Commentary

February 7, 2013

Enlisted Airmen overcome most stressful job of 2013

Commentary by 2nd Lt Rebecca Ennis
366 Fighter Wing Public Affairs

MOUNTAIN HOME AIR FORCE BASE, Idaho — Are you feeling stressed yet?

If not, you may soon feel the pressure. According to a report published by CNBC.com, “Enlisted Military Personnel” tops the chart for the most stressful job of 2013.

As a new lieutenant in the U.S. Air Force, my stress may be coming from the novelty of the job or trying to decipher acronyms. However, I know enough already to be aware that serving in the military is stressful work.

For those of you who have lived this day-in and day-out, you may be thinking, “Tell me something I don’t already know.” However, the top contender for most stressful job is not the only interesting aspect of the 10 Most Stressful Jobs of 2013.

Of the top stressful jobs – which included police officers, public relations executives, firefighters and commercial pilots – the majority of them have a corresponding Air Force specialty code. Does this mean the stress is compounded for those who serve in the military and also execute jobs that are equivalent to the civilian sector?

I don’t know the answer to that question; however, according to CareerCast, which calculated the Most Stressful Jobs for 2013, putting your life in harm’s way was one of the major factors in ranking stressful jobs. How volatile the job market is for a specific career or how scrutinized it is by the public were other considered factors.

As I look at the list it was interesting that the stress from one job can quickly flow to another. For example, when a military general – which holds second place for the year’s most stressful jobs – makes a decision about where to send troops or how to execute the mission, there is a ripple effect. Military personnel are automatically focused on that specific mission. Whether it is maintainers keeping aircraft ready to fly, civil engineers ensuring base structures are sound, force support taking care of families or Defenders answering emergency calls, every aspect of the military’s mission is linked. Therefore, so is the stress of the job.

However, it should be noted that just because a job is stressful doesn’t mean those performing the tasks are miserable. In fact, the article states those who execute stressful jobs often are well-equipped to handle the emotional rush of a crisis.

Nevertheless, even if one loves the stressful career they’ve chosen, it feels good to be validated. So, the next time you think “I’m so stressed,” there is good reason for it. Bragging rights are almost warranted. When those who work in other professions start complaining about how stressful their jobs are, you can think, “Yeah, but did your job make the top 10 most stressful list of the year?”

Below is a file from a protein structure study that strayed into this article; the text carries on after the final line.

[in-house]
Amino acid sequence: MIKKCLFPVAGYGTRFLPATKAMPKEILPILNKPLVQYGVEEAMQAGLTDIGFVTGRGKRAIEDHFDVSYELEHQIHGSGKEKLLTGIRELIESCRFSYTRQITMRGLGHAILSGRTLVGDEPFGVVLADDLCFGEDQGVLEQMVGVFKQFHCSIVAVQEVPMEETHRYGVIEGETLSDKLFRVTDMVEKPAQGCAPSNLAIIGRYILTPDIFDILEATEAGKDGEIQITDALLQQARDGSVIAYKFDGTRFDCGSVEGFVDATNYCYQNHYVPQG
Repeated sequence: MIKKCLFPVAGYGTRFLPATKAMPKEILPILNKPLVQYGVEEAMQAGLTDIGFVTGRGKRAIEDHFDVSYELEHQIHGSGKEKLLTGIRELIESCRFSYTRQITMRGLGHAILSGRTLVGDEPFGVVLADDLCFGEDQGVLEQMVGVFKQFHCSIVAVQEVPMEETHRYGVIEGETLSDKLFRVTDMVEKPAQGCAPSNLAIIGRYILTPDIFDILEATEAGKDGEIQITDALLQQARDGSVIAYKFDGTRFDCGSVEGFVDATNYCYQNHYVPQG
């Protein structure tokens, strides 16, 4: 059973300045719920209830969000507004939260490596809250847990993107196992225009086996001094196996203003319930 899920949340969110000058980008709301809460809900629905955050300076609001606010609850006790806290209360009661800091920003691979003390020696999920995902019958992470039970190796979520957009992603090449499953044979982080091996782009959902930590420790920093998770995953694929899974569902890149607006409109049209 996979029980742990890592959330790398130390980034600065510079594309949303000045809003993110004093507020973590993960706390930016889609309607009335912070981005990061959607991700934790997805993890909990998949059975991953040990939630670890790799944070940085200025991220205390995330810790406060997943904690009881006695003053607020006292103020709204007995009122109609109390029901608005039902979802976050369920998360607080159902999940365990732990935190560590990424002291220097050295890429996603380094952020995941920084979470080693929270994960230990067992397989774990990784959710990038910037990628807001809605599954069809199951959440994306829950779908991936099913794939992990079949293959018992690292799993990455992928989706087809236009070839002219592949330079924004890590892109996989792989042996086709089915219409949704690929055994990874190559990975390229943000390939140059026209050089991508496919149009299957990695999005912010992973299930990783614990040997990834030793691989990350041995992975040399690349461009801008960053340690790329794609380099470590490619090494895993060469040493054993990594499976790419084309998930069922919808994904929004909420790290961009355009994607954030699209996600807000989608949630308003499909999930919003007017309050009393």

Whether you are security forces, a photojournalist, public affairs officer, top leadership, a pilot or work in fire protection, you perform an incredibly difficult job and should feel proud in doing so. You – enlisted military personnel – have the most stressful job of 2013 and do an amazing job executing it.




All of this week's top headlines to your email every Friday.


 
 

 
(U.S. Air Force Photo by Airman 1st Class Chris Massey)

9/11 Tower Challenge held at UofA

The Never Forgotten 9/11 Tower Challenge was held at the University of Arizona Football Stadium on Sept. 11. Approximately 350 participants, including personnel from D-M, attempted the challenge of climbing 2,071 stairs. This f...
 
 

Core elements work together

LUKE AIR FORCE BASE, Ariz. — The Air Force has built a suicide prevention program based on 11 overlapping core elements that stress community involvement and leadership in the prevention of suicides in the military: Leadership involvement — Air Force leaders actively support the entire spectrum of suicide prevention initiatives in the community. Addressing suicide...
 
 

Keep sports safe

LUKE AIR FORCE BASE, Ariz. — Playing sports is fun and it helps people keep in shape and relieve stress. However, if one is not careful, playing sports can result in injuries that keep Airmen on the sideline and out of work. “The main cause of sports-related injuries is over aggressive play and people going...
 

 
DoD

Ice bucket challenge – What does DOD say?

LUKE AIR FORCE BASE, Ariz. — If you have been following social media lately, you’ve seen the ALS Ice Bucket Challenge all over your newsfeed and Instagram. This has become an internet phenomenon in which people get doused with ice water to raise money to combat Amyotrophic Lateral Sclerosis, also known as Lou Gehrig’s disease....
 
 

Air Force Enlisted Village: Not just a place to live, a place to call home

I first visited the Air Force Enlisted Village as a young first sergeant in 2009, when I was stationed at Tyndall Air Force Base, Florida. I went to visit with the Tyndall Active Airmen’s Association, Tyndall’s E-1 to E-4 Professional Association, and was amazed at what I saw. This was also the first time I...
 
 

Advise Airmen of rights before asking questions

LUKE AIR FORCE BASE, Ariz. — Every day supervisors are faced with challenging scenarios and situations that require them to engage in efforts to help their Airmen. When this engagement is due to a negative act such as theft, damage to property or other possible legal violations, we must resist the instinct to question them...
 




0 Comments


Be the first to comment!


Leave a Reply

Your email address will not be published. Required fields are marked *

You may use these HTML tags and attributes: <a href="" title=""> <abbr title=""> <acronym title=""> <b> <blockquote cite=""> <cite> <code> <del datetime=""> <em> <i> <q cite=""> <strike> <strong>


Directory powered by Business Directory Plugin